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Home Editorials of Interest Taipei Times Trump’s strategy benefiting China

Trump’s strategy benefiting China

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Was there really a grand strategy behind US President Donald Trump’s 12-day Asia tour? It does not look like there was one, and none seemed to unfold as Trump moved from one country to another on his itinerary.

North Korea appears to have hogged much of Trump’s attention since he came to power. He cannot believe that despite all his threats to annihilate the “Little Rocket Man,” his regime and his country, Kim Jong-un remains unbowed.

The US has sent three aircraft carrier groups toward North Korean waters for naval exercises, which Kim would regard as an existential threat.

In a speech to the South Korean National Assembly, but aimed at Kim, Trump said: “The weapons you’re acquiring are not making you safer; they are putting your regime in grave danger. Every step you take down this dark path increases the peril you face.”

Against this backdrop, he reportedly told Kim come to the table to “make a deal.”

The question is: what sort of a deal?

Short of renouncing nuclear weapons, there is no deal.

“We will offer a path to a much better future. It begins with an end of the aggression of your regime, a stop to the development of your ballistic missiles, and complete, verifiable and total denuclearization,” Trump said.

There is no indication that Pyongyang is inclined to come to the table for such a deal. As Russian President Vladimir Putin has reportedly said, North Korea would rather eat grass than abandon its nuclear weapons.

However, Trump believes that China can deliver the goods here if it were to cut off all economic ties with North Korea, with no money for its nuclear weapons program and for almost anything else. That will mean two things.

First, Kim’s regime would collapse, creating chaos and a flood of refugees streaming into China.

Second, a state of non-governance would create, over time, prospects of unification with South Korea, thus creating conditions for US military presence near China’s border by virtue of Seoul’s security alliance with Washington.

Beijing is not prepared to go that far, though it has lately tightened its sanctions against the North under the UN Security Council resolutions.

That has encouraged Trump that a combination of flattery and in the larger context of US-China relations, Beijing might be prepared to go the extra mile to tell Kim that he has run out of options and his nuclear threat, though catastrophic if it were to materialize, will also be self destructive.

During his China visit, Trump described his official meeting with Chinese President Xi Jinping (習近平) as “excellent ... discussing North Korea — and I do believe there is a solution to that — as you [Xi] do,” but it was left ambiguous what the solution might be. Trump nonetheless thanked China for cutting all banking ties with the rogue regime.

In a larger context, Trump is offering China a shared role with the US to manage world affairs. Until Trump became president, this was something the US was not prepared to confer on China. China was at best a regional leader and even there its role was not unfettered.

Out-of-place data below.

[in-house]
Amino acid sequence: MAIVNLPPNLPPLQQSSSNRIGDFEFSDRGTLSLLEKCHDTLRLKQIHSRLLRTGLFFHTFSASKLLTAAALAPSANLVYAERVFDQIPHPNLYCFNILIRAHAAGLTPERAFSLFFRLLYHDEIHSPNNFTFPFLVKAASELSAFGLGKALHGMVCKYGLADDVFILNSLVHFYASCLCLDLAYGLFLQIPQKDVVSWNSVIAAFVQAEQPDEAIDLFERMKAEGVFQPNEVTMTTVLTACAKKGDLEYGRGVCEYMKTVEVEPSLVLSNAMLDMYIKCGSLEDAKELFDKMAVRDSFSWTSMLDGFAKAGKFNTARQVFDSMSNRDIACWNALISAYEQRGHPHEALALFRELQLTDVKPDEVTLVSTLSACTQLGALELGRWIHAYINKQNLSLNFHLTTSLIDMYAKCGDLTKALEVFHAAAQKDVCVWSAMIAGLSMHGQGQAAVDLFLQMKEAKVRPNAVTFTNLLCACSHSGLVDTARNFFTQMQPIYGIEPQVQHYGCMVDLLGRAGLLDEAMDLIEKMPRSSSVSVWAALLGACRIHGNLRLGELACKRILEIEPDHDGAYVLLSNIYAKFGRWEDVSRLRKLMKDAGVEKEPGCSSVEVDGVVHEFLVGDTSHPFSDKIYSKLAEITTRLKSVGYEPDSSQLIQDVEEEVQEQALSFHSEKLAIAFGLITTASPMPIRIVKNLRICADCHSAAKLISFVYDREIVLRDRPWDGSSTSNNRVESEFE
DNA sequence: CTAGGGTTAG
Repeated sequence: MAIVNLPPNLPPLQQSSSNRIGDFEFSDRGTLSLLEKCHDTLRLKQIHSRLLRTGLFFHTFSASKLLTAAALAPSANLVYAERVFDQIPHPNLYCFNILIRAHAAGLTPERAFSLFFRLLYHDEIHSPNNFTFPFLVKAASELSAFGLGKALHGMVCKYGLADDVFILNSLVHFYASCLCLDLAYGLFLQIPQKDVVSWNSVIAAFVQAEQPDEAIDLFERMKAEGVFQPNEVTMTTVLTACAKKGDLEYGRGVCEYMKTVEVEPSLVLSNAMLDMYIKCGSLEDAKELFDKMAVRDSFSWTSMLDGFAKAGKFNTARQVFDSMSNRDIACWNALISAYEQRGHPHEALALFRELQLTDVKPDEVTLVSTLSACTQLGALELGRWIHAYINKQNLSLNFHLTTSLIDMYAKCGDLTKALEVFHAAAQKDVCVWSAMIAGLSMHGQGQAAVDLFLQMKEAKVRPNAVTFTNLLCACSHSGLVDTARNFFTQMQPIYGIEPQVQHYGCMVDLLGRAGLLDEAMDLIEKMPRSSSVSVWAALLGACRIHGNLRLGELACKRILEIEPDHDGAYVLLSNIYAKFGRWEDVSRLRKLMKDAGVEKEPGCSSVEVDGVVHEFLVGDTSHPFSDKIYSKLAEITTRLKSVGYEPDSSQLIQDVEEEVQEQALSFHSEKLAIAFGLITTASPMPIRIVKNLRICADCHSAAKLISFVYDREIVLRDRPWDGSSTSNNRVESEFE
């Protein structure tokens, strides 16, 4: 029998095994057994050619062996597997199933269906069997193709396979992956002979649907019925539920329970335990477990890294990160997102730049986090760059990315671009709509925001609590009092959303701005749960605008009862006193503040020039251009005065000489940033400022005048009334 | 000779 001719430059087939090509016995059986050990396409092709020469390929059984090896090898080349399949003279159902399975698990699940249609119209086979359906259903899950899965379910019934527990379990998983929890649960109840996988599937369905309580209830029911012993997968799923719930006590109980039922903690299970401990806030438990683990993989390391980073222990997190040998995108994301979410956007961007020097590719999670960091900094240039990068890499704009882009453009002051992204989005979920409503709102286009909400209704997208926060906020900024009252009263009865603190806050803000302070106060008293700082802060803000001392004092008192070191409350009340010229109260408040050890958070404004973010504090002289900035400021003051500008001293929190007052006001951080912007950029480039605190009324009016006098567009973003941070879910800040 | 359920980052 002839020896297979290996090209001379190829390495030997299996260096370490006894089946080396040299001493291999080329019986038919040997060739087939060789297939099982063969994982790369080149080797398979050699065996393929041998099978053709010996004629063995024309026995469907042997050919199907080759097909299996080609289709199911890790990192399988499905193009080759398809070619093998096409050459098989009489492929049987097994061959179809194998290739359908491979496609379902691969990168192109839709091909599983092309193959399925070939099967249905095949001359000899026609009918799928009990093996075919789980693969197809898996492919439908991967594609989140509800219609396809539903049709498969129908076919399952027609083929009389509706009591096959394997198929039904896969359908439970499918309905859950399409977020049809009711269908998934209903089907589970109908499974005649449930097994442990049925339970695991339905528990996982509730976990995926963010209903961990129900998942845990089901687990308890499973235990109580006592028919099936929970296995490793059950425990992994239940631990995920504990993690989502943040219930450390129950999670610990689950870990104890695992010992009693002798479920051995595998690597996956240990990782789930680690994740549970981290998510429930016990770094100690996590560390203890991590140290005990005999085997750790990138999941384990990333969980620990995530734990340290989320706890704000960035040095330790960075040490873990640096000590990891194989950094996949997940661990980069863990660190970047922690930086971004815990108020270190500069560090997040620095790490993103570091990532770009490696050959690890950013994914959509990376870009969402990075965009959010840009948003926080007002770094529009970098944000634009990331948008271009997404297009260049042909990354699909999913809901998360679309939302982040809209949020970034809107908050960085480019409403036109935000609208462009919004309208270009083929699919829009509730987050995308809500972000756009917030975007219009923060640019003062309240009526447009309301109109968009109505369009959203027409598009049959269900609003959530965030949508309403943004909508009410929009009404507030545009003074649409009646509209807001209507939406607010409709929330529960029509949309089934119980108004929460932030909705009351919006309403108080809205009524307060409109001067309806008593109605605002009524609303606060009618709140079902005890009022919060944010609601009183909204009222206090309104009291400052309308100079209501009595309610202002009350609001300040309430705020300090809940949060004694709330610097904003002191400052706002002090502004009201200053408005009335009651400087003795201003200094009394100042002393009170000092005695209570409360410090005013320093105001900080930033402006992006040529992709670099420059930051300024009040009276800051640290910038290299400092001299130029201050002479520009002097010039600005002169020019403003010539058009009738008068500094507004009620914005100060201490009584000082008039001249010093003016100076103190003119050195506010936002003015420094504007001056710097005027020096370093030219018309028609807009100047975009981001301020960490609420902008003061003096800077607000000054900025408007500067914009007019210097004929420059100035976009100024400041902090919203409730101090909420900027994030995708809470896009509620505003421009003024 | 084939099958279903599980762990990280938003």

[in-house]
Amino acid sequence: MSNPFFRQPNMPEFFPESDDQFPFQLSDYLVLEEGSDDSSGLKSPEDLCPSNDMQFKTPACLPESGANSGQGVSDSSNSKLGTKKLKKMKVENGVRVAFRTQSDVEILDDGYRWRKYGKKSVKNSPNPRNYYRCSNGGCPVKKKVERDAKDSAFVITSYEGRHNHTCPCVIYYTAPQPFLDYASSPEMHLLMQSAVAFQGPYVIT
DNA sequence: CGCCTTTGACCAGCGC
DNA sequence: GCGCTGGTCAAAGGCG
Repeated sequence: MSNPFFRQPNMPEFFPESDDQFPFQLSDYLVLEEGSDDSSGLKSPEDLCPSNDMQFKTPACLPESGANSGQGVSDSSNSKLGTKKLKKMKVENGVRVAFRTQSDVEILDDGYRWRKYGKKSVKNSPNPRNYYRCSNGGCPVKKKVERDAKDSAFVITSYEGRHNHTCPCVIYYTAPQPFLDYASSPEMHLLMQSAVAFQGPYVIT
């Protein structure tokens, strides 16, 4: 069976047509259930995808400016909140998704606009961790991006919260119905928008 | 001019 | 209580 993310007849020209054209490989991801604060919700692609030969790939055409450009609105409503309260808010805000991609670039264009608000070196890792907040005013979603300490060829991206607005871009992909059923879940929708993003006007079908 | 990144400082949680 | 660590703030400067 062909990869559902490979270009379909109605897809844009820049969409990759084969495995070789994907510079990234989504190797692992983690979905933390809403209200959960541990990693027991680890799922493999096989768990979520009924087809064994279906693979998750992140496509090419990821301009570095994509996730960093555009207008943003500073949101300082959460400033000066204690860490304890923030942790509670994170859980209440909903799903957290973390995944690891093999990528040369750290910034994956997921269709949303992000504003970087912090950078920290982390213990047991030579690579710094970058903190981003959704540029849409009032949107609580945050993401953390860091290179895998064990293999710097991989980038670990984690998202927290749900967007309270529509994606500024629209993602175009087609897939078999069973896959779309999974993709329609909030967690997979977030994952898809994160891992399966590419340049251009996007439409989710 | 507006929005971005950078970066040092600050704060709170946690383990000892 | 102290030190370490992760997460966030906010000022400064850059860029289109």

The US was insisting on freedom of navigation through South China Sea, but now Trump says his “great chemistry” with Xi would lead two men to solving “world problems of great danger.”

For added emphasis, Trump said: “ I believe we can solve almost of them [problems] and probably all of them.”

As for China’s currency manipulation and its burgeoning surpluses with the US, he generously absolved Beijing of any blame, saying it was doing what any nation would do, which is to maximize its advantage, made possible by the incompetence of the past US administrations.

Talking of the “shocking” China trade imbalance, Trump said: “It is too bad that past administrations have allowed it to get so far out of kilter, but we will make it fair and it will be tremendous for both of us.”

Apparently, as a start, about US$250 billion worth of memorandum were signed with Chinese companies, which do not translate into actual contracts.

At the same time, Trump has virtually gone quiet on the issue of South China Sea islands, which China has claimed as its own and built military structures on them to defend its sovereignty, even though this sovereignty is contested by other countries in the region.

However, most are now accommodating China, with its growing economic, military and political power, as they see the US’ power waning. China could not have hoped for a better president in Trump from the viewpoint of maximizing its regional and global role.

Even though Trump has talked up his “great chemistry” with Xi, nothing substantial has moved on any of the issues that have plagued US-China relationship, be it the question of South China Sea or the massive trade imbalance in China’s favor.

In the larger global context, as former US deputy secretary of state Antony Blinken wrote in the New York Times: “If the Trump-led retreat into nationalism, protectionism, unilateralism and xenophobia continues, China’s model could carry the day.”

Sushil Seth is a commentator based in Australia.


Source: Taipei Times - Editorials 2017/11/17



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Newsflash


Chen Wen-cheng poses with his family in an undated image.
Photocopied by Lin Cheng-kung, Taipei Times

National Taiwan University’s (NTU) university affairs committee yesterday passed a proposal to name a campus plaza in honor of NTU Mathematics Department graduate Chen Wen-chen (陳文成), a well-known victim of the nation’s past authoritarian regime in a move lauded as a step toward transitional justice. The plaza is also to include a monument for Chen.